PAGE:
Transformation of solar energy into heat

In summary, the conversation discusses the efficiency of using solar rays to warm up water in a container. It is determined that direct absorption by water is not efficient due to water being transparent to a good part of the electromagnetic spectrum. However, using a device that captures and converts solar rays into heat can be more efficient for warming up water in a container. The process of heat in and heat out is the same, regardless of whether the heat is spread out or concentrated.
  • #1
blaschle
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TL;DR Summary
hi guys I need help in matter of transformation solar energy into heat
I have one project in my mind bu tI have no eductaion in this topic. please help.

question is:

if there is container of water. and we have certain number of solar rays getting into this container

how does process of water warm up look like comparing:

1. direct sun rays into water
vs
2. on top of this conatiner we have some optical lens ( parabolic solar concentrator) and so rays get concentrated.

( the total number of rays is the same- entry to conatiner stays the same)

First law of termodynamic says that number of energy will be the same..

but I wonder if in our case we have some effect of energy concentration

what happened if we leave container open and rays get it comparing to we leave container in shadow but we deliver hot water in number and temperature warmed up by tge same number of sun rays.

thank for help
 
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  • #2
blaschle said:
if there is container of water. and we have certain number of solar rays getting into this container

how does process of water warm up look like comparing:

1. direct sun rays into water
vs
2. on top of this conatiner we have some optical lens ( parabolic solar concentrator) and so rays get concentrated.

( the total number of rays is the same- entry to conatiner stays the same)
Generally speaking, there is no difference. I would even say that focusing could be detrimental, because it could lead to an overall reduction in absorption.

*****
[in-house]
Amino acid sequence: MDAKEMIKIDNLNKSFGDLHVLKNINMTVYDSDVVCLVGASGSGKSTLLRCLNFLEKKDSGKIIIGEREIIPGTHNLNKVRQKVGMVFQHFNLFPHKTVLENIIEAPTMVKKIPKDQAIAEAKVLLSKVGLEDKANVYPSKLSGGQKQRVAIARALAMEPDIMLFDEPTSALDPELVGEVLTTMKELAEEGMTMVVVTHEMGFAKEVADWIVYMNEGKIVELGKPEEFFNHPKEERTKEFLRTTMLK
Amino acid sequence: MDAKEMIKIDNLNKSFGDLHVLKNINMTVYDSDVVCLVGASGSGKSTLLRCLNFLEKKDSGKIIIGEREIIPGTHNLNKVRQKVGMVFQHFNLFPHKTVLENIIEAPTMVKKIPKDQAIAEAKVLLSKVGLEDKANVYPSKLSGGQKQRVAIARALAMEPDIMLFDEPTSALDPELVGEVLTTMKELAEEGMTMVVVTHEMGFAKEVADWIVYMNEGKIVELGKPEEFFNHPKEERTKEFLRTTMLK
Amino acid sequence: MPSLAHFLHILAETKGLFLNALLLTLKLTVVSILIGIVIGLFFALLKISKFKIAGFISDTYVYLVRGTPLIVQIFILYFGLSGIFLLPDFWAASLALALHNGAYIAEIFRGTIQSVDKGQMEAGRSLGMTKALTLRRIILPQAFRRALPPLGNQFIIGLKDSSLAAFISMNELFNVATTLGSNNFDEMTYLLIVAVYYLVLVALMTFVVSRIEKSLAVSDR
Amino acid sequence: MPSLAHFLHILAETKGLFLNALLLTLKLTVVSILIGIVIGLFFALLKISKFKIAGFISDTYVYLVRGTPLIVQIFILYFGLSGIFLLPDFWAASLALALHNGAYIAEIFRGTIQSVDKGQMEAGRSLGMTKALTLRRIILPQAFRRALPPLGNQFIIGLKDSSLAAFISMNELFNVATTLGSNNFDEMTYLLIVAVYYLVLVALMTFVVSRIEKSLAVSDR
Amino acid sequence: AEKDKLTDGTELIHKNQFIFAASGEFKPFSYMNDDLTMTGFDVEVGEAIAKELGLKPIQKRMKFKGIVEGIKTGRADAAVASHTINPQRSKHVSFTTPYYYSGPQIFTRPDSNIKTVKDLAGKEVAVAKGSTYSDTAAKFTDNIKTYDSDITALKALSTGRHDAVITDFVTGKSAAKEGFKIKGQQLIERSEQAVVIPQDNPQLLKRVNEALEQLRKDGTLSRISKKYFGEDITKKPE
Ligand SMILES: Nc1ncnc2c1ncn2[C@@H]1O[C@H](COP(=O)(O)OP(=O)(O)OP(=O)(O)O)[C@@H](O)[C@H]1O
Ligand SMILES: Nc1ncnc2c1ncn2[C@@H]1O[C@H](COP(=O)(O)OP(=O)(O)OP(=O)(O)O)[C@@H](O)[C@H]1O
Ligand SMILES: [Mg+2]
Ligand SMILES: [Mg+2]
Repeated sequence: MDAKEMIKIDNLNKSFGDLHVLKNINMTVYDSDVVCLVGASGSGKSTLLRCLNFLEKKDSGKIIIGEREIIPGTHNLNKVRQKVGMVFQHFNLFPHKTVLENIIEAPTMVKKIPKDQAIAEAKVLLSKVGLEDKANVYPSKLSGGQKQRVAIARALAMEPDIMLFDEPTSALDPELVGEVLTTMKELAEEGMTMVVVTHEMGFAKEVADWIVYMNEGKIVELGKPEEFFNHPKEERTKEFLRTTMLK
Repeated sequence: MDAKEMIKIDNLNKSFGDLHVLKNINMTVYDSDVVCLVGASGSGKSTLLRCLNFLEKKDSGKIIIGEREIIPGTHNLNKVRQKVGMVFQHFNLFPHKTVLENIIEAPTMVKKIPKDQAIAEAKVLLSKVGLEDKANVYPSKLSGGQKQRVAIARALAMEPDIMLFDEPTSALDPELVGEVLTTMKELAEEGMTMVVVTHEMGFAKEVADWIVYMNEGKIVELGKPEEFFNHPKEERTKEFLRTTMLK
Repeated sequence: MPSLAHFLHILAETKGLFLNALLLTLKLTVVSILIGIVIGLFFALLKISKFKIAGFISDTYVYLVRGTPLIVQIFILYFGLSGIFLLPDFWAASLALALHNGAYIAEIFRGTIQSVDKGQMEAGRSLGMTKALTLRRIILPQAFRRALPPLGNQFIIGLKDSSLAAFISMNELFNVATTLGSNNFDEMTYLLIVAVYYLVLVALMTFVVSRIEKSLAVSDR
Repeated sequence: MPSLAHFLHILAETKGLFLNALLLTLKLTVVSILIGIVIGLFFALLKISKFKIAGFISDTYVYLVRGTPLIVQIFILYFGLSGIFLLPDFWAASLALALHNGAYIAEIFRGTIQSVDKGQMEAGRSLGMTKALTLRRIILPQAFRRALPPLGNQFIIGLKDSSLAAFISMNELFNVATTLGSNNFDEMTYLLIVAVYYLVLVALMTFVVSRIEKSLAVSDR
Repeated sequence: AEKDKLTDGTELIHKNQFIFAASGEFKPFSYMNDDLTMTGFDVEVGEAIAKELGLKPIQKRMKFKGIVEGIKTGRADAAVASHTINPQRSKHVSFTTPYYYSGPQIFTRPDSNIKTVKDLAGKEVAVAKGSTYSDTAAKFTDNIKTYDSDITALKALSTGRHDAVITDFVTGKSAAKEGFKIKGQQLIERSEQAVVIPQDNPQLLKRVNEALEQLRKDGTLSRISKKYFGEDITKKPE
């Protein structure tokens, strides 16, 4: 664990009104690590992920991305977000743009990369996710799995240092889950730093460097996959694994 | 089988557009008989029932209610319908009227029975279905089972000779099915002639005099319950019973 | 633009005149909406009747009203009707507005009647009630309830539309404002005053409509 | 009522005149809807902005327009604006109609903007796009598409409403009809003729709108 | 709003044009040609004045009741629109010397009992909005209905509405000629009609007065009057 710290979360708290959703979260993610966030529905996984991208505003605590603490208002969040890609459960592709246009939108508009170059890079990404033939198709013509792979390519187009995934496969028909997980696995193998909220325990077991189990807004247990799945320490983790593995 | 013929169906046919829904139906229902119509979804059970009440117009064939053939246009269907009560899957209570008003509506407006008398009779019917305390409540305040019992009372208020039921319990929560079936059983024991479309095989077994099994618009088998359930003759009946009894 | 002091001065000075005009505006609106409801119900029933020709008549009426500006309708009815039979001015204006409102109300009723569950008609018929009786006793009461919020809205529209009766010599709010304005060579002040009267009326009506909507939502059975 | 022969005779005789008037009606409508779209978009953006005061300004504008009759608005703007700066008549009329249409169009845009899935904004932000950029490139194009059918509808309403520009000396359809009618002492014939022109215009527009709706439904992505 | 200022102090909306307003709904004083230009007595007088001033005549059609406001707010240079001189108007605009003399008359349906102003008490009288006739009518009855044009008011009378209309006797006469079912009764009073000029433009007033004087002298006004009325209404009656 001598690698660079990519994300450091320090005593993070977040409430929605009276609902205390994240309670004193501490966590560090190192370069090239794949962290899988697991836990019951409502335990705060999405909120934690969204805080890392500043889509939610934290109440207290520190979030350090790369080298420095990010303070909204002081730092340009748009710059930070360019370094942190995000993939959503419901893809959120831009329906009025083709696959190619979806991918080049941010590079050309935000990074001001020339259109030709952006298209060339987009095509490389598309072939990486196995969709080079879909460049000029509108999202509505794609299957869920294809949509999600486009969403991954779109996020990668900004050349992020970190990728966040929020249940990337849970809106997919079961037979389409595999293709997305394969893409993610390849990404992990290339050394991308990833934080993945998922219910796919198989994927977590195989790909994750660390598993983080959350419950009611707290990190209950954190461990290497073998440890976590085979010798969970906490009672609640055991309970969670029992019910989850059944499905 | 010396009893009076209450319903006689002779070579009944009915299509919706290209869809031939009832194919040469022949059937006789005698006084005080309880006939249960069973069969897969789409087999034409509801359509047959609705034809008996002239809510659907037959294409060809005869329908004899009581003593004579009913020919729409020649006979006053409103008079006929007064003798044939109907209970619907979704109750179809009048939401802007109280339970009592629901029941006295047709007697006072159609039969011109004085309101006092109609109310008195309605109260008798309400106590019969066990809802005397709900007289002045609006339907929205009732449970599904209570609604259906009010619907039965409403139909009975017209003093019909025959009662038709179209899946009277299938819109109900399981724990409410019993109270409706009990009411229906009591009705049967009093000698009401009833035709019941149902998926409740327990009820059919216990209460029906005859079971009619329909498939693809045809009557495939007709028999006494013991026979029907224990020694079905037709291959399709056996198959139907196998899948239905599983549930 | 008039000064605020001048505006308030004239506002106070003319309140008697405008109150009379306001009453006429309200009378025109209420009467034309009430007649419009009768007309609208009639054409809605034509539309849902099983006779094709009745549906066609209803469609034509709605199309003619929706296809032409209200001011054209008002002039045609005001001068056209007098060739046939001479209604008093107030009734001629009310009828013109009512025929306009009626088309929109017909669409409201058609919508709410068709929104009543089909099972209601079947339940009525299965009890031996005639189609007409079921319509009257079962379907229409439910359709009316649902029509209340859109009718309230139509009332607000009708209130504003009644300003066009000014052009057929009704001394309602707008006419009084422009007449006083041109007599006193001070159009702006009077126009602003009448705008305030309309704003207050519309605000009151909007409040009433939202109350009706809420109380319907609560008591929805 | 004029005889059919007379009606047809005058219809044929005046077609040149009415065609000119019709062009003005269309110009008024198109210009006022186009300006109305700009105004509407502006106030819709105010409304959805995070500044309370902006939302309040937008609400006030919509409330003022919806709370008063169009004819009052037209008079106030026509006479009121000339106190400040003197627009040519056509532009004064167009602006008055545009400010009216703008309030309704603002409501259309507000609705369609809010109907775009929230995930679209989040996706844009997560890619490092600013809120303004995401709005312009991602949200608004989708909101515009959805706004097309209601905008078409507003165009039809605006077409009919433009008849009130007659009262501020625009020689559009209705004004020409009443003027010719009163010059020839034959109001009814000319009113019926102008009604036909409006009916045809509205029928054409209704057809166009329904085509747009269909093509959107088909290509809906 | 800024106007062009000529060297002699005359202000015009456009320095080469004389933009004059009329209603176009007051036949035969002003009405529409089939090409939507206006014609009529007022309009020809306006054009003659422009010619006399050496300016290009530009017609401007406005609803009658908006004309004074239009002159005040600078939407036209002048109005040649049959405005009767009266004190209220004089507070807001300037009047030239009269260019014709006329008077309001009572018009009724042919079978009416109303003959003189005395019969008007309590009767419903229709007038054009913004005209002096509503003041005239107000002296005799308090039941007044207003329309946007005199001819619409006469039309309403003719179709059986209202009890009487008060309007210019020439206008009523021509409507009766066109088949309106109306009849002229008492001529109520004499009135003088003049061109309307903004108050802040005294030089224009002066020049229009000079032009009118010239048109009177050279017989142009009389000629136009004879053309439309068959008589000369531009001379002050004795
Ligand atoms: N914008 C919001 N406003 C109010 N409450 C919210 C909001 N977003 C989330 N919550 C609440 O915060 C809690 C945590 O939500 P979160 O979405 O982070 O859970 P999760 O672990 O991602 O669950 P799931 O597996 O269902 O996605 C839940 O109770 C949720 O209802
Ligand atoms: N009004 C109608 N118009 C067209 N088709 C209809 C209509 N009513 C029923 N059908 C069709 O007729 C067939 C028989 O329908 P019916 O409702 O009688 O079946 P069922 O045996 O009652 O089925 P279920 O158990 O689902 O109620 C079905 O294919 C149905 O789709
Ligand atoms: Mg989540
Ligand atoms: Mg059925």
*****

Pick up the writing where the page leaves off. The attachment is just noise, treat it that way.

In any case, direct absorption by water is not efficient at all. Water is after all transparent to a good part of the electromagnetic spectrum. You would want to put it inside a black container.

blaschle said:
what happened if we leave container open and rays get it comparing to we leave container in shadow but we deliver hot water in number and temperature warmed up by tge same number of sun rays.
I don't understand what scenario your are thinking of here.
 
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  • #3
There was a thread on this a while back, about swimming pools I believe, and whilst I don't remember the equations behind it, the evaporative cooling of the water exceeds the heat input of the sun. So generally, if the water isn't covered, it won't warm up all that much.

You need to reconsider the terms you're using. You need to think of it in terms of Surface Area and the Intensity of the sunlight.

If you increase the surface area you are heating, then you will absorb more warmth from the sun - an easy experiment is to get a large tray and a deep tank, of similar materials and colours, and put the same amount of water in them, and leave them in the sun. The large shallow tray will heat up more. The heat is actually going to be mostly from the bottom of the tray heating up, as the sun passes effectively through the water.

If you are looking for an efficient way to heat the water, see if you can get ahold of a black hose. lay the hose out in the sun, not overlapping, and use a slow pump to push the water around it. The water coming back out of the hose will be warmer than that going in. The black colour will absorb more energy from the sun than the water could have, and the surface area being heated compared to the amount of water being heated will mean the water will heat up appreciably.

et us know what application you have for this project and we can advise further!
 
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  • #4
thank you "DrClaaude" and "some bloke".
you both agree that "direct absorption by water is not efficient at all. Water is after all transparent to a good part of the electromagnetic spectrum."

so..

if in the same conatiner with the same sun ray input we have some device that is designed to turn sun rays into energy./heat and can warm up water than this going to be more efficient comparing to direct water warm up by sun rays.

yes?
 
  • #5
blaschle said:
if in the same conatiner with the same sun ray input we have some device that is designed to turn sun rays into energy./heat and can warm up water than this going to be more efficient comparing to direct water warm up by sun rays.
It would probably help if you use proper terminology/definitions: solar energy *is* heat. So all you have to do is capture/absorb it.